My reply to that particular guest would be as follows:
Over the years, hazing has grown into a nationwide dilemma. There are numerous people, now, struggling over the issue of whether it is right or wrong. To set the record straight, hazing is very destructive to the victim and his/her character. There is no place in sport or anywhere for that matter for these demeaning, detrimental and cruel acts. Many people have become confused about the definition of hazing. Jay Coakley, author of Sport in Society: Issues & Controversies defines hazing as, "any activity expected of someone joining the group that humiliates, degrades, abuses or endangers, regardless of the person's willingness to participate," (Page 164). McGill University is one of the oldest institutions of higher learning in Canada. The University released an anti-hazing statement following an investigation into a complaint about inappropriate behavior during the football team's initiation of a rookie, which outlines their definition of hazing.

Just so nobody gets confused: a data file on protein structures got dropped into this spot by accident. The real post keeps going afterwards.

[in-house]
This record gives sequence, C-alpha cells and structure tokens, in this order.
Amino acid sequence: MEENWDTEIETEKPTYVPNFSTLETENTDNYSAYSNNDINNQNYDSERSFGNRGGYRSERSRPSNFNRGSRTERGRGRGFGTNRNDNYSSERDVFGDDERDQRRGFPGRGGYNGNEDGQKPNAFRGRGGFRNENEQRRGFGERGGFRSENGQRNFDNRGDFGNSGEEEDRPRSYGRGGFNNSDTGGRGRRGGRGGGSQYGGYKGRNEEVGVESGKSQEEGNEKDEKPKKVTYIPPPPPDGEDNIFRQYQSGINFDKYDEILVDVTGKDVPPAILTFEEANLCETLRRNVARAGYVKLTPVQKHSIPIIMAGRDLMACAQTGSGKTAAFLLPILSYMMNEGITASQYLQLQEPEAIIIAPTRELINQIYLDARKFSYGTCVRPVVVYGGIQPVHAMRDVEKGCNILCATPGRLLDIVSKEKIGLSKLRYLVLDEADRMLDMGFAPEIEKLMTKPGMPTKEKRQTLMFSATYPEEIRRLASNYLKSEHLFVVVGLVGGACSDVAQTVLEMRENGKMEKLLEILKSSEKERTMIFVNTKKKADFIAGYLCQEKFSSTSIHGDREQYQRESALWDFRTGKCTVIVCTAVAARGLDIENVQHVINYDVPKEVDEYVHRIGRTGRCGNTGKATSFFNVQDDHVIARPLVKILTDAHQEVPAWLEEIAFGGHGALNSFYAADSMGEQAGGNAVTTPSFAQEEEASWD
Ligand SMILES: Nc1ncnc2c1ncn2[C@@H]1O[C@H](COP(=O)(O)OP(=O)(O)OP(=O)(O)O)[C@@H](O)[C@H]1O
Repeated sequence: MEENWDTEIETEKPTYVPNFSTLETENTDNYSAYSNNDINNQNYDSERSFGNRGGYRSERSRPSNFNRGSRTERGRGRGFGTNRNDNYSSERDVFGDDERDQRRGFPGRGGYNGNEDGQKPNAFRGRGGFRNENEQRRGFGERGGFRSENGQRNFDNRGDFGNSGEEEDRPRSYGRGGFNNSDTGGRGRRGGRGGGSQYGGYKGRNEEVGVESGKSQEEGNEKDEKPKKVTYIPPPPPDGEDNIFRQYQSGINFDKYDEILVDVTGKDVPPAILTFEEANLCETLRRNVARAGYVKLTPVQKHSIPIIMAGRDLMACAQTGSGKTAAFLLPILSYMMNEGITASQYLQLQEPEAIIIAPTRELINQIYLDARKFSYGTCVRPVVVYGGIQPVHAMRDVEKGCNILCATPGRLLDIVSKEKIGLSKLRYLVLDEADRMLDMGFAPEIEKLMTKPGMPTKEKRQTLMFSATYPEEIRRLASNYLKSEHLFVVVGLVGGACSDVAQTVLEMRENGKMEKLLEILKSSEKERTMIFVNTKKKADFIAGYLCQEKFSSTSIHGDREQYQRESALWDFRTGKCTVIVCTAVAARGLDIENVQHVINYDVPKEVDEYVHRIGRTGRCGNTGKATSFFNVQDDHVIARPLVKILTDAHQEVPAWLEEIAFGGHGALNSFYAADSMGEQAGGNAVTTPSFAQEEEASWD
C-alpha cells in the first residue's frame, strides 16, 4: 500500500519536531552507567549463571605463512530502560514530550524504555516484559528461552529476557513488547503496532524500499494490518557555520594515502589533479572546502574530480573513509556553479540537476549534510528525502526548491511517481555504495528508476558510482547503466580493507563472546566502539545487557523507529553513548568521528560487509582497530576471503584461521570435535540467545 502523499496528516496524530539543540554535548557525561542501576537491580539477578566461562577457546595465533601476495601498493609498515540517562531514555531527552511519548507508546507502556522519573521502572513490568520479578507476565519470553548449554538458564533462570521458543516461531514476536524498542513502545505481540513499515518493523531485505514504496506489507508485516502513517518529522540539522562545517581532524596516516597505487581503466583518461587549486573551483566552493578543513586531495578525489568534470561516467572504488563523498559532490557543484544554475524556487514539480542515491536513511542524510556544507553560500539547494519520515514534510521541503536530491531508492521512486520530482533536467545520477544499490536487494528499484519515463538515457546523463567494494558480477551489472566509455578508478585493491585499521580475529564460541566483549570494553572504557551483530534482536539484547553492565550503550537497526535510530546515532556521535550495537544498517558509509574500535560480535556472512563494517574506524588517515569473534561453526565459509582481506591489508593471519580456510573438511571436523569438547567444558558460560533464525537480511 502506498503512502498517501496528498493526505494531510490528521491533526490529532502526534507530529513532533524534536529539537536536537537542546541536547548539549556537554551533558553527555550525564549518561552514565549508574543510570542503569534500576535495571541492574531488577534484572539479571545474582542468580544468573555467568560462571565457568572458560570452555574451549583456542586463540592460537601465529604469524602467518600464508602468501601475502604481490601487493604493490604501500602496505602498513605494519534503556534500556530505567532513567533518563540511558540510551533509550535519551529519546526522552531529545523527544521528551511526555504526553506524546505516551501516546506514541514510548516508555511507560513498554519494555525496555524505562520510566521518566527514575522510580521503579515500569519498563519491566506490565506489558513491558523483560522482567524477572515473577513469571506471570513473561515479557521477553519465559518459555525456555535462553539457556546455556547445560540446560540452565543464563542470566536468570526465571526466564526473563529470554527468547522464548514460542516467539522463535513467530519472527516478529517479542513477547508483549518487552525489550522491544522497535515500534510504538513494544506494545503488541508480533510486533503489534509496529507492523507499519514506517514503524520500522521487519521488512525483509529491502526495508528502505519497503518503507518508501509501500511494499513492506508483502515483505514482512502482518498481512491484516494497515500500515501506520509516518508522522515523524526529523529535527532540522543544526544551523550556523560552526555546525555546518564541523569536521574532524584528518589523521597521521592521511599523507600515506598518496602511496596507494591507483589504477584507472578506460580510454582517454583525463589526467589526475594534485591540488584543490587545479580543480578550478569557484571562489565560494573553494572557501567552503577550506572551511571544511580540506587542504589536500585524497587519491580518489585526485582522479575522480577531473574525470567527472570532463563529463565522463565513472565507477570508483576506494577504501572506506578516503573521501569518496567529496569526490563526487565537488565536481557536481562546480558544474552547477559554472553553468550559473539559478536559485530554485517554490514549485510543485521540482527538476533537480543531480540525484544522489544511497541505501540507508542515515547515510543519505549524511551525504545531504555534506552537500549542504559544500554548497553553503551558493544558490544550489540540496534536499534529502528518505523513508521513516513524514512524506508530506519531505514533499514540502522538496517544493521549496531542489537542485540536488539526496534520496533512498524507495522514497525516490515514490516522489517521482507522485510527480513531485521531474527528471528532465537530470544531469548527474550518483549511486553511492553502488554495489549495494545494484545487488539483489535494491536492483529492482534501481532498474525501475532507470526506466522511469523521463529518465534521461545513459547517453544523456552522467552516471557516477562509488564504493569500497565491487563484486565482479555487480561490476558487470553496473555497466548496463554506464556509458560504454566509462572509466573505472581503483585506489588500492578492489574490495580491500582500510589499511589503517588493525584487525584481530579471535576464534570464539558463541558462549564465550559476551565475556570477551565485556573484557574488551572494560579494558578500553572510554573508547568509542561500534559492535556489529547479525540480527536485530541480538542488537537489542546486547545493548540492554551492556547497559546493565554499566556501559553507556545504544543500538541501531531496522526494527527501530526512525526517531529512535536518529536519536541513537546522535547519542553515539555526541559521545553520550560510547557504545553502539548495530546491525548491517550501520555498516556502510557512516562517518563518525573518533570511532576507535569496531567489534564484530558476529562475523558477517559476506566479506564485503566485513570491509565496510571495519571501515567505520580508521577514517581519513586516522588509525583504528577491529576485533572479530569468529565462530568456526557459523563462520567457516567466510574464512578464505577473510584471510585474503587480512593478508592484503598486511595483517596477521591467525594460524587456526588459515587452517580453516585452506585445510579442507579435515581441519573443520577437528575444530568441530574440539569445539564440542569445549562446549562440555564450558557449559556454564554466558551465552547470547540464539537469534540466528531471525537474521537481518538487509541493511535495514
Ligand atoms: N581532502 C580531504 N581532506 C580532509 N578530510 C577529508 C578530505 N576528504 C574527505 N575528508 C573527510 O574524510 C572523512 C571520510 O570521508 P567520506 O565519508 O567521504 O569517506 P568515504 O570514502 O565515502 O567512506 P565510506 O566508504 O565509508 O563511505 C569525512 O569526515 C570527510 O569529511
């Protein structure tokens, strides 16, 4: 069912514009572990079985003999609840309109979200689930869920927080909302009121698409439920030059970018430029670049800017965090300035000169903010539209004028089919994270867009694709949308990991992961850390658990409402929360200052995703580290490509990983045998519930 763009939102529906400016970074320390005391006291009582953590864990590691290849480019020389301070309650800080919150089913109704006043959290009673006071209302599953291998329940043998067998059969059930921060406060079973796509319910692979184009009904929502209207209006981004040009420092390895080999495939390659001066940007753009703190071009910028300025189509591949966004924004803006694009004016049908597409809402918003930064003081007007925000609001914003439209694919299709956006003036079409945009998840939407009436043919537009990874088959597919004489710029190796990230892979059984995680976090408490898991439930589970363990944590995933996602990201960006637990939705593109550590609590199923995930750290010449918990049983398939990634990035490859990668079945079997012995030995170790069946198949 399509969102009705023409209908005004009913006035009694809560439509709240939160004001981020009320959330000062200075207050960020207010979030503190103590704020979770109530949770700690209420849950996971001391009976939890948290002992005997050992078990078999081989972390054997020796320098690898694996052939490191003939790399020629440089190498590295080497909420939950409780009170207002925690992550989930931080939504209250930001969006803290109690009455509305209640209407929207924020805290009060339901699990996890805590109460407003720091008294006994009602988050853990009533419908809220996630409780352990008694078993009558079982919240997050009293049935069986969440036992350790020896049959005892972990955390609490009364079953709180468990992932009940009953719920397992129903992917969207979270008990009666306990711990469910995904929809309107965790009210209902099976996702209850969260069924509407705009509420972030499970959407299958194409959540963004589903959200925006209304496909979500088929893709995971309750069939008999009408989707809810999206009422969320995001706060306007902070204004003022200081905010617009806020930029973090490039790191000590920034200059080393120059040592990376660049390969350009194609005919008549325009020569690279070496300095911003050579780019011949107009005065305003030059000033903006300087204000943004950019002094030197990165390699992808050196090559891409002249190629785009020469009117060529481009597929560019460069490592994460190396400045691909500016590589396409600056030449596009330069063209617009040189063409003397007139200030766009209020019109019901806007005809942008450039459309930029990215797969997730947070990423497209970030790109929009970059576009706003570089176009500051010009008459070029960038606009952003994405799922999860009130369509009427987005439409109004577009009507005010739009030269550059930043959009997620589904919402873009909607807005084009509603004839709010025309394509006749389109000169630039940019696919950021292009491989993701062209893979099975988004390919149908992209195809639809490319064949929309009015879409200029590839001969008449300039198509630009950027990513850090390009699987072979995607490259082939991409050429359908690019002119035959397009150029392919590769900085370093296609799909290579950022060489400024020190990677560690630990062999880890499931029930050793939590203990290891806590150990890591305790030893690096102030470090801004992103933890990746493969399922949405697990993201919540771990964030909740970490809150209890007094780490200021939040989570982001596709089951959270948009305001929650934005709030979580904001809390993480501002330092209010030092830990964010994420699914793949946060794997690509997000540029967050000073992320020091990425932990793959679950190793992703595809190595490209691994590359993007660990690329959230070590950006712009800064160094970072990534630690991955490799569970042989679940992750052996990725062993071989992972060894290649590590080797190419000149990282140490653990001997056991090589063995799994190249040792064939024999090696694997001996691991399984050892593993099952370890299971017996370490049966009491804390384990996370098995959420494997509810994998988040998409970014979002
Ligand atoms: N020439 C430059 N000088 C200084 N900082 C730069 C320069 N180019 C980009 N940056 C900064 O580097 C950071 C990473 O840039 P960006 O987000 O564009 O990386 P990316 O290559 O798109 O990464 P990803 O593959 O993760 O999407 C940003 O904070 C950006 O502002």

It says that hazing is, "any action taken or situation created which recklessly or intentionally endangers the mental or physical health or safety of any student for continued membership on any team." (Universitysport.ca)
Even though incidents of hazing are less publicized in the last 2 decades, hazing continues to be a major problem in our society. Hazing can occur in any group, anywhere, in society. Punishment for engaging in hazing is one of the first items on the agenda for most if not all sports teams. However even though these punishments are severe and often result in being banished from the team, many cases of hazing are unreported every year. Hazing comes in three different forms. Subtle hazing emphasizes a power imbalance that is usually taken for granted as being 'harmless' or 'meaningless'. One example is naming calling. Behaviors that cause undue...